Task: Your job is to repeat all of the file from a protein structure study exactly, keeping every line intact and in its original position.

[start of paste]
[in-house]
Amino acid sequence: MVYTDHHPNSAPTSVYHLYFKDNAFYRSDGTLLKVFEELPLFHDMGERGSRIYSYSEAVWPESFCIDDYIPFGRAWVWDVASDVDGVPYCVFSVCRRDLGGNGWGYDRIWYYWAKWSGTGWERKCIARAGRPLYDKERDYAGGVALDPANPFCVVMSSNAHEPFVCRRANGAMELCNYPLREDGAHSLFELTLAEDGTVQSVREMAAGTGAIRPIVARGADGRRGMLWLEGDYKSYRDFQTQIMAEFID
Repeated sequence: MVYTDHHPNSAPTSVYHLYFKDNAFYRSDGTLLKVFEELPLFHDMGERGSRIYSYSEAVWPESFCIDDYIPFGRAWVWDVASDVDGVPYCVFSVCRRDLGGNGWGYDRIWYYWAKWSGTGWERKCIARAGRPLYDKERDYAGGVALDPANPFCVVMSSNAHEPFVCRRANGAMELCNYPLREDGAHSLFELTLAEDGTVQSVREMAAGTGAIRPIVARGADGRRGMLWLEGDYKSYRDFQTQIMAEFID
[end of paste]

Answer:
[in-house]
Amino acid sequence: MVYTDHHPNSAPTSVYHLYFKDNAFYRSDGTLLKVFEELPLFHDMGERGSRIYSYSEAVWPESFCIDDYIPFGRAWVWDVASDVDGVPYCVFSVCRRDLGGNGWGYDRIWYYWAKWSGTGWERKCIARAGRPLYDKERDYAGGVALDPANPFCVVMSSNAHEPFVCRRANGAMELCNYPLREDGAHSLFELTLAEDGTVQSVREMAAGTGAIRPIVARGADGRRGMLWLEGDYKSYRDFQTQIMAEFID
Repeated sequence: MVYTDHHPNSAPTSVYHLYFKDNAFYRSDGTLLKVFEELPLFHDMGERGSRIYSYSEAVWPESFCIDDYIPFGRAWVWDVASDVDGVPYCVFSVCRRDLGGNGWGYDRIWYYWAKWSGTGWERKCIARAGRPLYDKERDYAGGVALDPANPFCVVMSSNAHEPFVCRRANGAMELCNYPLREDGAHSLFELTLAEDGTVQSVREMAAGTGAIRPIVARGADGRRGMLWLEGDYKSYRDFQTQIMAEFID